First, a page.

Big Fish

star2 star1 star1


Director: Tim Burton

Writers: Daniel Wallace (the book) & John August (screenplay)

Main Cast:
Ewan McGregor Ed Bloom (Young)
Albert Finney
Ed Bloom (Senior)
Billy Crudup
Will Bloom
Jessica Lange
Sandra Bloom (Senior)
Helena Bonham Carter
Jenny (Young & Senior) & The Witch
Alison Lohman
Sandra Bloom (Young)
Robert Guillaume
Dr. Bennett (Senior)
Marion Cotillard
Matthew McGrory
Karl the Giant
David Denman
Don Price (Age 18-22)
Missi Pyle
Loudon Wainwright III
Beamen (as Loudon Wainwright)
Ada Tai
Arlene Tai
Steve Buscemi
Norther Winslow

Running time: 125 Minutes

Rating: PG-13

Year of Release: 2003 

To sum up: Will Bloom hates his dad because during all of the conversations that he has ever had with him, dad can't help spinning an outrageous "fish story". 


“They say, when you meet the love of your life, time stops, and that's true. What they don't tell you is that when it starts again, it moves extra fast to catch up.”



         Will Bloom (Billy Crudup) doesn’t like his father, Ed (Albert Finney), a man who, as long as Will’s known him, has peppered tales of his life with such outlandish details, that it has driven them apart. Now that his father is dying, Will has come home to say farewell and, hopefully, get to the truth of who his father really is. But what if what dad has been saying all this time turns out to be the truth?

         This film, one of the most down to earth for director Tim Burton, toys with the concept of whether Ed's tall tales, the Big Fish stories, are the actual truth, or simple exaggerations. Which is a preferable reality, the "fantasy", a world where magical things can really happen (surely more enjoyable to the audience), or the dull, mundane, "real world", in which the stories are really gross misrepresentations? Which is the truth? We are kept guessing until the very end. One’s reaction to the truth will depend on their personal philosophies and world outlook.

         The story also draws the audience in with their empathizing with the relationship between Will and his father. Will is frustrated to the point of not talking to his father for several years from what he sees as a continual fabrication of lies. Is dad hiding something? Is he refusing to open up and tell the truth, continually falling back on these ridiculous stories thereby driving a wedge between him and his son? Is it the truth as he sees it mired in poor recall? Or is it maybe, just maybe, that these stories are true? In short, can you love someone for being who they are instead of what you want them to be? And it seems that the audience is asked which point of view they would prefer and ultimately, they will sympathize with either the son or the father.

         Ewan McGregor is good as the super-affable young Ed Bloom. It’s been a long time since I’ve seen an actor who can produce such a disarming, naively charming smile. You totally believe the open sincerity of this guy. It is his performance that creates a character who is realistic enough to go through all of these interesting adventures. If there is a downside, it is the handicap of the type of character that he plays. He exists solely as a flashback, a character from the perspective of the rose colored glasses of the elder Ed Bloom. It is a point of view that limits the nuances of the performance to essentially one note, a very charming note, but one note none-the-less.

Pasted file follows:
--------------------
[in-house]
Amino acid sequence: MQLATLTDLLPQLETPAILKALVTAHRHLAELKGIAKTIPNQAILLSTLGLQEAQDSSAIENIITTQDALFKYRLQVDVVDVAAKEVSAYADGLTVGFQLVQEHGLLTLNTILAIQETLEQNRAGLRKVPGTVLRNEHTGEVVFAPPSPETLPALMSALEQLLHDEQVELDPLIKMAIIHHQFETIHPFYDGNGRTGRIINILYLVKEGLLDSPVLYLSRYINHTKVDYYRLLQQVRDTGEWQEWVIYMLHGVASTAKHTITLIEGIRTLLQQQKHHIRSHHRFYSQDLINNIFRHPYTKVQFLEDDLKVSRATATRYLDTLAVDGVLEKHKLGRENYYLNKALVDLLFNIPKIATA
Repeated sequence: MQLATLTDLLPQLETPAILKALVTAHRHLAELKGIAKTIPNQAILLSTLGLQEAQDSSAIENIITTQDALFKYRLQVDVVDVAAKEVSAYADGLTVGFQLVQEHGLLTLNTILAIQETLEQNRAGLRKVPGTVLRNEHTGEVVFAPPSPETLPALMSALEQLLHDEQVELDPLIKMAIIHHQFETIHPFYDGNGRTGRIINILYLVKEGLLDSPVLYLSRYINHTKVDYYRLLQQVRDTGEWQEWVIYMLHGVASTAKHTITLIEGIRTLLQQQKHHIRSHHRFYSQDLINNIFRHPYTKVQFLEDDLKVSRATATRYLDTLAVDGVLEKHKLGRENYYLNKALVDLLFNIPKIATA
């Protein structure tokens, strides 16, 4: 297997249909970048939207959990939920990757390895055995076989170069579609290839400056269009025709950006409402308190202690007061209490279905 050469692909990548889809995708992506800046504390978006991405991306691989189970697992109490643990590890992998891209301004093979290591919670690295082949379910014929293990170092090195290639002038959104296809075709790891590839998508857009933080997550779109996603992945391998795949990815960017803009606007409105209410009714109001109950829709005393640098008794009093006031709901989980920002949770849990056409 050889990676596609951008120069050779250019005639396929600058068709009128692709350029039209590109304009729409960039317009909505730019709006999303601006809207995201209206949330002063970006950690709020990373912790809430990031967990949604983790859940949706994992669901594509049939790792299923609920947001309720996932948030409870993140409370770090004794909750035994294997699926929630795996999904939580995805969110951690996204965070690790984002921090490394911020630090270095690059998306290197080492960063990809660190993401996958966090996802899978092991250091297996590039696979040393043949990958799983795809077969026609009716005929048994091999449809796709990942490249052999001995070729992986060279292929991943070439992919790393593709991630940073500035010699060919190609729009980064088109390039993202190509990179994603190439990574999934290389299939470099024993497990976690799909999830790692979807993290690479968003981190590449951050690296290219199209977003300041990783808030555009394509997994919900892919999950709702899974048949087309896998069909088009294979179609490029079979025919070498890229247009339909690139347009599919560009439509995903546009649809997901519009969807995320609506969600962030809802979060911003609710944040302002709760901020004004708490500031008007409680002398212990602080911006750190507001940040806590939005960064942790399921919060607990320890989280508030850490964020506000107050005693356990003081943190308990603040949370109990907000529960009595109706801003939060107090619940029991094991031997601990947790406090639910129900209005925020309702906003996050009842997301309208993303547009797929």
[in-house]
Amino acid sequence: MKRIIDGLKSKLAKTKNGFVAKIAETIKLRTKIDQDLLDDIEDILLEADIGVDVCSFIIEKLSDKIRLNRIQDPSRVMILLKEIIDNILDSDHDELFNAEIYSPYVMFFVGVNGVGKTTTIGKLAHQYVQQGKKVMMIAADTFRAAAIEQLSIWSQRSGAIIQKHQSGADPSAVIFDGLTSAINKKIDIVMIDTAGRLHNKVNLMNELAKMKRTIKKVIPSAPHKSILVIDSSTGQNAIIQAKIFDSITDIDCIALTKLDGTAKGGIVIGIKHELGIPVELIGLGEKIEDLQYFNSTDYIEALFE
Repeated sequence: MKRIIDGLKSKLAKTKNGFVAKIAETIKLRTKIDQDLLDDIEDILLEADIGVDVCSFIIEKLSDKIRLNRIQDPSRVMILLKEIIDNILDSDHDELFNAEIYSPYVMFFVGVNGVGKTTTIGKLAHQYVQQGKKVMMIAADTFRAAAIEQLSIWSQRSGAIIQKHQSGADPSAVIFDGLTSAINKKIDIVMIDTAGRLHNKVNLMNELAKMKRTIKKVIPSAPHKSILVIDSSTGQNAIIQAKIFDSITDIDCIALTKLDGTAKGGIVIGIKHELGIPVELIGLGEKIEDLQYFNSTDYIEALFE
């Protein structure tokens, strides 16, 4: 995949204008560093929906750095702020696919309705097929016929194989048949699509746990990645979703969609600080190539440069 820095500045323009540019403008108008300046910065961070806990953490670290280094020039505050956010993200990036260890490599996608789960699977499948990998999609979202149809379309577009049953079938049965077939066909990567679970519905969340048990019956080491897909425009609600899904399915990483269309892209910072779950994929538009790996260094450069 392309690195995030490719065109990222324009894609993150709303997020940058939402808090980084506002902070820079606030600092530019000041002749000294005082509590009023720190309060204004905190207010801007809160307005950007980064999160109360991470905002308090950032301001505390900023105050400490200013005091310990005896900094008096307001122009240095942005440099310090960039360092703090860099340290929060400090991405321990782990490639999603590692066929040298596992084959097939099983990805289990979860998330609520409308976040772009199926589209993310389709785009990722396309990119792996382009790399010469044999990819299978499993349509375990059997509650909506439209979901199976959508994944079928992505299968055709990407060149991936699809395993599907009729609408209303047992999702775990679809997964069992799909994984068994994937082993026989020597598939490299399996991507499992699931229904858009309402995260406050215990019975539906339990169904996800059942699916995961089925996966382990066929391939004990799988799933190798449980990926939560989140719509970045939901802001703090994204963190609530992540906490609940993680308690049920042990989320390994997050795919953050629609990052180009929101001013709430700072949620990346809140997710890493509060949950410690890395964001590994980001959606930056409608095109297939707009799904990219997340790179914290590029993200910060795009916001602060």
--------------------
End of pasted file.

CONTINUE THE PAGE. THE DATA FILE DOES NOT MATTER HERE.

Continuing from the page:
Albert Finney as the older Ed is a bit more interesting. To him what he says is the truth and he is truly perplexed as to why his son doesn’t simply believe him. This is his life as he sees it, and as far as he's concerned, he's not building walls; he's engaging with his son. It's just not in the way that his son wants.

         The thankless task of being the antagonist is Will as played by Billy Crudup. It’s not a very sympathetic role, as the film’s charm lies in the indulgence of these “tall tale” flashbacks, and he exists as the conflict–producing character that refuses to buy into all of this. Yet, at the same time, it’s through his point of view that we are meant to view the film. It is with his character, more than the others, that we participate with in the film and ask, “What would I do in this situation?” Billy takes the role and infuses it with sympathy, coming off as a person who feels truly betrayed by what he sees as a father’s refusal to open up to his son. Though he is a curmudgeon, trying to drag his father (and the audience) back top reality, you don’t necessarily hate him for it.

         The film is a fantasy and deserves kudos for being unique and entertaining - a visual treat that while fantastical, never calls attention to itself; in other words, the effects never supercede the story.

         One of the film’s problems, however, is that, at times, it is slow. It sometimes indulges in flights of fancy without really going somewhere. It made me fidgety, as I looked at my watch here and there.

         All in all Tim Burton has created an entertaining film. A film that doesn’t necessarily feel like a Tim Burton film with a Danny Elfman soundtrack that doesn’t sound like a Danny Elfman soundtrack, while still being a film that only those two could seem to produce.

         Some have complained that the film isn’t dark enough, that Tim Burton has sold out to sentimentality. I think this is silly and ridiculous. The film never has a fake feeling of sweetness. It’s very honest. It’s a cliché to say that art has to be dark and grim all of the time, that feel-good movies are sellouts. Because I’m sure all of us would rather go through life estranged from out parents and siblings, clinging to anger rather than love.

         Catch this Fish.



(2003. Reviewed by Frederick Holbrook)


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